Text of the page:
Observational learning is learning by watching others and imitating their actions. This method of learning is most common among young children as they observe and learn from authority figures around them.
This indirect form of learning takes place in babies as young as a month old and continues throughout the children's life. Children and adults are more likely to mimic actions of people they admire, respect, trust or see as nurturing.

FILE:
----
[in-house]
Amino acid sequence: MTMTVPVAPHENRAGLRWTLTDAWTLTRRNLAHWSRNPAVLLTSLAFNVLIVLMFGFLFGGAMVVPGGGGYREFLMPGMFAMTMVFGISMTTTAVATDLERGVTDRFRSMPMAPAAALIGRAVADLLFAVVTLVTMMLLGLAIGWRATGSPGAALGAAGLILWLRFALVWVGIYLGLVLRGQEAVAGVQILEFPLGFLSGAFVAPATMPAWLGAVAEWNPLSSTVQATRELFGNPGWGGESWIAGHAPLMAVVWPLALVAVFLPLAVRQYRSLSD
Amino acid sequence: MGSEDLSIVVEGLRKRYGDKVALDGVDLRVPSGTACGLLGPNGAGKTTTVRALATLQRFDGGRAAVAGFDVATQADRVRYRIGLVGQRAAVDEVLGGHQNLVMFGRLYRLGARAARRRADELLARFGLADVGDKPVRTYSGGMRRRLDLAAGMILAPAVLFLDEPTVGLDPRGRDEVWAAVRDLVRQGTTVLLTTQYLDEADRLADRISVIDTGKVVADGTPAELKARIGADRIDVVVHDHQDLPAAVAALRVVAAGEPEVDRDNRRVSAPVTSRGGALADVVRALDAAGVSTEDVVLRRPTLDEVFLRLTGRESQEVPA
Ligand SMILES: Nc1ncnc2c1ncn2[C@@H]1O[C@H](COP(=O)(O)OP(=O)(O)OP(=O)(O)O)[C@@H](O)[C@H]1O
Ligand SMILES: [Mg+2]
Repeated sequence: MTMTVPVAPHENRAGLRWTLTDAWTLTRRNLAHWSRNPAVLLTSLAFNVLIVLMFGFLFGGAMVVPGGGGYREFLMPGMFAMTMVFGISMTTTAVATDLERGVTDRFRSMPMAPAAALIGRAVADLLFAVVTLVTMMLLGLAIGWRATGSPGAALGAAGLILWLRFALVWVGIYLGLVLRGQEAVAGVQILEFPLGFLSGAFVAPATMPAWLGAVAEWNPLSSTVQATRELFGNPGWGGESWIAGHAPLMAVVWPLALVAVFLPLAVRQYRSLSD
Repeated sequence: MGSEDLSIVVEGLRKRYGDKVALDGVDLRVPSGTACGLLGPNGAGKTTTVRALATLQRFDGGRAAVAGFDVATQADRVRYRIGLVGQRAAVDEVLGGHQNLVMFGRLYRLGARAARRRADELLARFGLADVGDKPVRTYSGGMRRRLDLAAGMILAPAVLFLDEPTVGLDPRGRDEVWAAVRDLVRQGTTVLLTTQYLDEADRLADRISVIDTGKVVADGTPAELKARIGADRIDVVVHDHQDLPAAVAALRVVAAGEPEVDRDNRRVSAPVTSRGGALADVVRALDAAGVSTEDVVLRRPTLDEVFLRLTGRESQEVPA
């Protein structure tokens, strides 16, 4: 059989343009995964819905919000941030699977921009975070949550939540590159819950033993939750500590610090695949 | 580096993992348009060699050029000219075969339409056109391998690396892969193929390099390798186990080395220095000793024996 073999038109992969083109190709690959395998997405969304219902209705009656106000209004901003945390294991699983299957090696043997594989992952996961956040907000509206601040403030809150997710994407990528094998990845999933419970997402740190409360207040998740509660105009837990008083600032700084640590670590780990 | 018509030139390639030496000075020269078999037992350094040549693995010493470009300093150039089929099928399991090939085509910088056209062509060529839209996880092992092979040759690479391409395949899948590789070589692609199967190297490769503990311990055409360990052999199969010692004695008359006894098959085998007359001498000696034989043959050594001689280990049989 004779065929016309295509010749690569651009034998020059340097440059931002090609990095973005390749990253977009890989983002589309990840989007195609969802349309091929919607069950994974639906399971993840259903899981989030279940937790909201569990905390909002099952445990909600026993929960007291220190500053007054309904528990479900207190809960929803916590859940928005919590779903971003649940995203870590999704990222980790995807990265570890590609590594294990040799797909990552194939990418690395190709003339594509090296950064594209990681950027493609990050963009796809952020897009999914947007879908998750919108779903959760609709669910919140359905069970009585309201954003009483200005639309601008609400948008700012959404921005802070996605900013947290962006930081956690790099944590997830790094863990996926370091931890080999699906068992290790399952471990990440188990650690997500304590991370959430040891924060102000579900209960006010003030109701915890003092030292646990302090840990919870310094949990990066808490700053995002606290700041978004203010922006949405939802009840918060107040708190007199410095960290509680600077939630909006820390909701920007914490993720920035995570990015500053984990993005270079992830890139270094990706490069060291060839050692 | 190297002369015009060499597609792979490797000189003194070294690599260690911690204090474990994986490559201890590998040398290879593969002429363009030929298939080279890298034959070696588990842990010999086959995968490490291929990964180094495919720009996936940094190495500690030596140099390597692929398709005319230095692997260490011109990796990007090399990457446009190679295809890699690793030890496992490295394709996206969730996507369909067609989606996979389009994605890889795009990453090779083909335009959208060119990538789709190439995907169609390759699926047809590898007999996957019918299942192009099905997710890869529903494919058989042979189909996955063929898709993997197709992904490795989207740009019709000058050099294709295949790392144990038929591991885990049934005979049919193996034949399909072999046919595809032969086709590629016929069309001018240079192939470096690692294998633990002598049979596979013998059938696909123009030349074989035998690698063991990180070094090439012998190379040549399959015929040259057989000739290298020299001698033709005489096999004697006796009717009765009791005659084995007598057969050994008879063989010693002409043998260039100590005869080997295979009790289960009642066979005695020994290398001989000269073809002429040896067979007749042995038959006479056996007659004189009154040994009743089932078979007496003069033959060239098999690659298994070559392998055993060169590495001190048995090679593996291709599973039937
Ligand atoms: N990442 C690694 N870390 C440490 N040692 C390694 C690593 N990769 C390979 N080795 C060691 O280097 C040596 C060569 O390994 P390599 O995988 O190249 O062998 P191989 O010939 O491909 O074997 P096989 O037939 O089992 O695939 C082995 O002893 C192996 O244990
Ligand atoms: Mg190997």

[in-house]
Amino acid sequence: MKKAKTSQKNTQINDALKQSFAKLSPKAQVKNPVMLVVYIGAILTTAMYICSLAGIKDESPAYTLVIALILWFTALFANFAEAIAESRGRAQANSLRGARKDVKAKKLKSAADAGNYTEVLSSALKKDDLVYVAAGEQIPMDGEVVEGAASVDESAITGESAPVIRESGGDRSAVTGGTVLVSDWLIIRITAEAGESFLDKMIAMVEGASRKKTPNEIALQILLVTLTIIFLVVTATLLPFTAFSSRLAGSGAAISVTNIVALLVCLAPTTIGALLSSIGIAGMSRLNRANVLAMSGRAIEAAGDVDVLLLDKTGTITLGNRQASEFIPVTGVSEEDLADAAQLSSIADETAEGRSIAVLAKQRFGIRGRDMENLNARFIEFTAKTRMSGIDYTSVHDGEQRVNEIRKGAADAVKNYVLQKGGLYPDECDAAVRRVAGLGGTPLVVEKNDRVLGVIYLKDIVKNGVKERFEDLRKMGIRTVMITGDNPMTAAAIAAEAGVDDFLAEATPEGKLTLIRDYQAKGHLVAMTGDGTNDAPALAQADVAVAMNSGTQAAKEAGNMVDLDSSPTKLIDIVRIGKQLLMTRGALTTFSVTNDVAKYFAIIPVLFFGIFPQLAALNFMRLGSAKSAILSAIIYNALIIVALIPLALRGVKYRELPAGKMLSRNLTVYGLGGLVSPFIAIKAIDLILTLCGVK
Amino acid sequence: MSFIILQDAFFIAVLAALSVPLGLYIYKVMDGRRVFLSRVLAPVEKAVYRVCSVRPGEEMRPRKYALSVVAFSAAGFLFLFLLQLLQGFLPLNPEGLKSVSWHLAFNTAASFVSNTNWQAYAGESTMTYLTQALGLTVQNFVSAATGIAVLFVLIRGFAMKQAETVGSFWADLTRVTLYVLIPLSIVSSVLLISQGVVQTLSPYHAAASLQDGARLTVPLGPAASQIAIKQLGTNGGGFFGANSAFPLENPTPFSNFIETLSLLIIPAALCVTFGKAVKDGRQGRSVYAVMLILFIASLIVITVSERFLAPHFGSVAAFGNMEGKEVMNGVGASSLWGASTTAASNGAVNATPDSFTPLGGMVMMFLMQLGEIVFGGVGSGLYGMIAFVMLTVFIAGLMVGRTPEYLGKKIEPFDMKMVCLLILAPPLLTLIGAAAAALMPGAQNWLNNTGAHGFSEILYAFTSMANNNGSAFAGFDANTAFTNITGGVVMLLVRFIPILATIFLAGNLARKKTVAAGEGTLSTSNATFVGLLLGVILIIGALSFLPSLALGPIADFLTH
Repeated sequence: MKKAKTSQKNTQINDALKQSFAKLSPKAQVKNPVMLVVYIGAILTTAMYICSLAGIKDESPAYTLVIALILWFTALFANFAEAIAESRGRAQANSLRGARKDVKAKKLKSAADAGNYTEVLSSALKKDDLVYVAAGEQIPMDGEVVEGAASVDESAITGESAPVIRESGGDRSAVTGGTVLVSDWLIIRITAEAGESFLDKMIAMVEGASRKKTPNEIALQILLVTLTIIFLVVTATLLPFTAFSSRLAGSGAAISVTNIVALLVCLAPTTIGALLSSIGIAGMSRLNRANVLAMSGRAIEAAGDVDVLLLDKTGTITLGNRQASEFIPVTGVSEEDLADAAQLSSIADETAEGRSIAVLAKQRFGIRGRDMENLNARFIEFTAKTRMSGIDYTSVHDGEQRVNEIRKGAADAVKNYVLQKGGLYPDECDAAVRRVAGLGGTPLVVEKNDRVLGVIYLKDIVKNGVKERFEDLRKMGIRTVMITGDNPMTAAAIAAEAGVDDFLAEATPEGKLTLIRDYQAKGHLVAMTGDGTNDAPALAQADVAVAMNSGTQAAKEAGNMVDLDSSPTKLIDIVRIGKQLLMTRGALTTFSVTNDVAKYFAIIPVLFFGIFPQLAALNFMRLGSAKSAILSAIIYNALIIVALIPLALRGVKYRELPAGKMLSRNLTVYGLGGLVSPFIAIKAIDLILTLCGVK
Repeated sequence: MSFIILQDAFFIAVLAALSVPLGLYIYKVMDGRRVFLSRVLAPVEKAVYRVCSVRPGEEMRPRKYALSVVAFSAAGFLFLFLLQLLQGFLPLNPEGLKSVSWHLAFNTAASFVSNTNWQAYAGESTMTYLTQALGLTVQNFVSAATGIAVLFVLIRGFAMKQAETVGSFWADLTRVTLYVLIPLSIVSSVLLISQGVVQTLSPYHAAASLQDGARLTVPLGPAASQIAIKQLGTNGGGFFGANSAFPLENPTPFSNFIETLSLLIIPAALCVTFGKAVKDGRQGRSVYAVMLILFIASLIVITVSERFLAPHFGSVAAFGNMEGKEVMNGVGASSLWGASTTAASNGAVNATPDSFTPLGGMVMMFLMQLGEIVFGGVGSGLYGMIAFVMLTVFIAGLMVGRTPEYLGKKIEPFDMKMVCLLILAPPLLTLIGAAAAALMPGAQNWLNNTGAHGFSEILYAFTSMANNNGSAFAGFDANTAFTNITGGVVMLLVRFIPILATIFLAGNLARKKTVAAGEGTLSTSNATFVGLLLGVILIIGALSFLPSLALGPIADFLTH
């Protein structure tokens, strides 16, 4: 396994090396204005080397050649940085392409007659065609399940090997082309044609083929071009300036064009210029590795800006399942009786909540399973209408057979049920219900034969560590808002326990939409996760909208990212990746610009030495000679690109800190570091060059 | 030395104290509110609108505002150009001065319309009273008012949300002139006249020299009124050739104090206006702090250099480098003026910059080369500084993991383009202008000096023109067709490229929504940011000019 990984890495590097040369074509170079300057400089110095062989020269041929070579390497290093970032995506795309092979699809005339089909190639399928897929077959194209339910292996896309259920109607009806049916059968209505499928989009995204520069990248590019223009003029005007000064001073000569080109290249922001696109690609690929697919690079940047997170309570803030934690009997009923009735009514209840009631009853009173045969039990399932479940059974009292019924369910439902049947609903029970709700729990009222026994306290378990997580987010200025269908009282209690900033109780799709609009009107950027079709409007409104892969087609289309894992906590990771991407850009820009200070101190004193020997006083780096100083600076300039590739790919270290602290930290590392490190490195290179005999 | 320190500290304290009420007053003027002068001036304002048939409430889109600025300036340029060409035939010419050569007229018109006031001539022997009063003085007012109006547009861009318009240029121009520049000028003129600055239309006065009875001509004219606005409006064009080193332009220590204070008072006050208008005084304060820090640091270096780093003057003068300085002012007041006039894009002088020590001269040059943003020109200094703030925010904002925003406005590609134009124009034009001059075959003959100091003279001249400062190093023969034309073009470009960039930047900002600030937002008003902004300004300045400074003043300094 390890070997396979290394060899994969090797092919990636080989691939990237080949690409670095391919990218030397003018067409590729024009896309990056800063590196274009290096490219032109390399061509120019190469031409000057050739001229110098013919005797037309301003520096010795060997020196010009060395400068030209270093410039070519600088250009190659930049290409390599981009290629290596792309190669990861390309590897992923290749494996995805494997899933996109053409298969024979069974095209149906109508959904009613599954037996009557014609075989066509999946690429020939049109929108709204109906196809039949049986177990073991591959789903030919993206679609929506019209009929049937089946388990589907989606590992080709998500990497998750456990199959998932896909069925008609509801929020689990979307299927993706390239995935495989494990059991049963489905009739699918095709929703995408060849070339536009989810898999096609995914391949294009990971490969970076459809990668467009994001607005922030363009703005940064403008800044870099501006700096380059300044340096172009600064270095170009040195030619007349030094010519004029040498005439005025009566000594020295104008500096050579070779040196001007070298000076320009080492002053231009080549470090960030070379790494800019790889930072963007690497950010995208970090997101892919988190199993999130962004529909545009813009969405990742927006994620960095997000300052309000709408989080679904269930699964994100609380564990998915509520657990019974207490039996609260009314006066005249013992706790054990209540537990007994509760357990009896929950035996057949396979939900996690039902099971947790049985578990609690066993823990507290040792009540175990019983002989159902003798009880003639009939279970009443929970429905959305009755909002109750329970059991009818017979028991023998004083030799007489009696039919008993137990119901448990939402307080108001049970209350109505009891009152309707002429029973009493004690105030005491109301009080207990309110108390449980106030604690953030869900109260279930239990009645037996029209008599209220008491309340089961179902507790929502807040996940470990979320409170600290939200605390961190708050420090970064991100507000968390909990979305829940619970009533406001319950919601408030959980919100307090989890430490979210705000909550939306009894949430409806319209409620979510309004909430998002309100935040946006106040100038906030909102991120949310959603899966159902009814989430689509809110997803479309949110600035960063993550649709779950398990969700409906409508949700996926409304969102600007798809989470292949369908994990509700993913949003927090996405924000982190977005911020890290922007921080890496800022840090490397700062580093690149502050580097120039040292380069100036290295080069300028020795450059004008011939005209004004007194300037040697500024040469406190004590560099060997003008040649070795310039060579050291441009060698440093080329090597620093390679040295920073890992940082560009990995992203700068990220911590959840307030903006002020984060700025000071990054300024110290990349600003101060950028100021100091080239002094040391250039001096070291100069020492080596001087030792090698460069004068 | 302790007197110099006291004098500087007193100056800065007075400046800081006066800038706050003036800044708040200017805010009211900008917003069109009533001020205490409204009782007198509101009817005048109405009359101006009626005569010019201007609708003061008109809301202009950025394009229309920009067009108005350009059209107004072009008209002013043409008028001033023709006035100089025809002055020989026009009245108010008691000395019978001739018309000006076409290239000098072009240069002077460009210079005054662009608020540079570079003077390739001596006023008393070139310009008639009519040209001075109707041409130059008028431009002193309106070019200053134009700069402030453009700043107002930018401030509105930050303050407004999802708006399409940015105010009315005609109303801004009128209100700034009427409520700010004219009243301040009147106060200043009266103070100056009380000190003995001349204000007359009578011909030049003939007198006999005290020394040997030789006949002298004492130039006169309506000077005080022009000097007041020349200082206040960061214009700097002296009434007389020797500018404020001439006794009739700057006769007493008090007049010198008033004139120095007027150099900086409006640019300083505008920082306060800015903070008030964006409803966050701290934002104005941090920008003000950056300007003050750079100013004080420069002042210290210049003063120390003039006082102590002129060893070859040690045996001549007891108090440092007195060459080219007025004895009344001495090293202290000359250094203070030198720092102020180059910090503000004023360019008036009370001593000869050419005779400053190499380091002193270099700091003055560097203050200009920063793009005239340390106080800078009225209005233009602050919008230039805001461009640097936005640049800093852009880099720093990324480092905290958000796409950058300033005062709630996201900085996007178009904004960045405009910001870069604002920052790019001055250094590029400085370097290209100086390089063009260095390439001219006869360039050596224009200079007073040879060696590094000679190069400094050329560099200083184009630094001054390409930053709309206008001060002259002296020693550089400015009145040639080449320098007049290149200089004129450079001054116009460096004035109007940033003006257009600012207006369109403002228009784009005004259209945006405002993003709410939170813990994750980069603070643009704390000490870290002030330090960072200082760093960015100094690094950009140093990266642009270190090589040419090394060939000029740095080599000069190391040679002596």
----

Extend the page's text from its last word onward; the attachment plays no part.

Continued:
Observational learning is important in children's socialization. Children learn how to interact with others by observing the actions of their peers. If an action is rewarded or receives no punishment, the child is more likely imitate that action. If an action receives negative response, the child is less likely to mimic that action later.
Adults implement observational learning in situations that are unfamiliar or when they lack confidence in their own skills or knowledge.